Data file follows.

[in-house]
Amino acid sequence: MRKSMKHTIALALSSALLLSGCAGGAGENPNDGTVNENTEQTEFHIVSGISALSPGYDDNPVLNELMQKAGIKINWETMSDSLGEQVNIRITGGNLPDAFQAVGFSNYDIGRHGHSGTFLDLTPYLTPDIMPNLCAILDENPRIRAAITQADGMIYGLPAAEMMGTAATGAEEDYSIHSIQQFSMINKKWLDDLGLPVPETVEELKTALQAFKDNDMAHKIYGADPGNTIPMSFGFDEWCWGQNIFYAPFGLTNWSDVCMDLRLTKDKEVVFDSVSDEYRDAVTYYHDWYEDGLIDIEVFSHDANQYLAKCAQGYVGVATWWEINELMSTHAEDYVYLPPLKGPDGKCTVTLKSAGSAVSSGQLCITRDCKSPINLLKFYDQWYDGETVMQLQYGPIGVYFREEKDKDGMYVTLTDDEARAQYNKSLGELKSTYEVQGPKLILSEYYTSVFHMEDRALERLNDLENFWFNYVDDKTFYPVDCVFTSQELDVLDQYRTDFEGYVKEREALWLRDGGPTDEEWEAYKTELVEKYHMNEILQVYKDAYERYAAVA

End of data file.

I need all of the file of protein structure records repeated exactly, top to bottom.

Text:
[in-house]
Amino acid sequence: MRKSMKHTIALALSSALLLSGCAGGAGENPNDGTVNENTEQTEFHIVSGISALSPGYDDNPVLNELMQKAGIKINWETMSDSLGEQVNIRITGGNLPDAFQAVGFSNYDIGRHGHSGTFLDLTPYLTPDIMPNLCAILDENPRIRAAITQADGMIYGLPAAEMMGTAATGAEEDYSIHSIQQFSMINKKWLDDLGLPVPETVEELKTALQAFKDNDMAHKIYGADPGNTIPMSFGFDEWCWGQNIFYAPFGLTNWSDVCMDLRLTKDKEVVFDSVSDEYRDAVTYYHDWYEDGLIDIEVFSHDANQYLAKCAQGYVGVATWWEINELMSTHAEDYVYLPPLKGPDGKCTVTLKSAGSAVSSGQLCITRDCKSPINLLKFYDQWYDGETVMQLQYGPIGVYFREEKDKDGMYVTLTDDEARAQYNKSLGELKSTYEVQGPKLILSEYYTSVFHMEDRALERLNDLENFWFNYVDDKTFYPVDCVFTSQELDVLDQYRTDFEGYVKEREALWLRDGGPTDEEWEAYKTELVEKYHMNEILQVYKDAYERYAAVA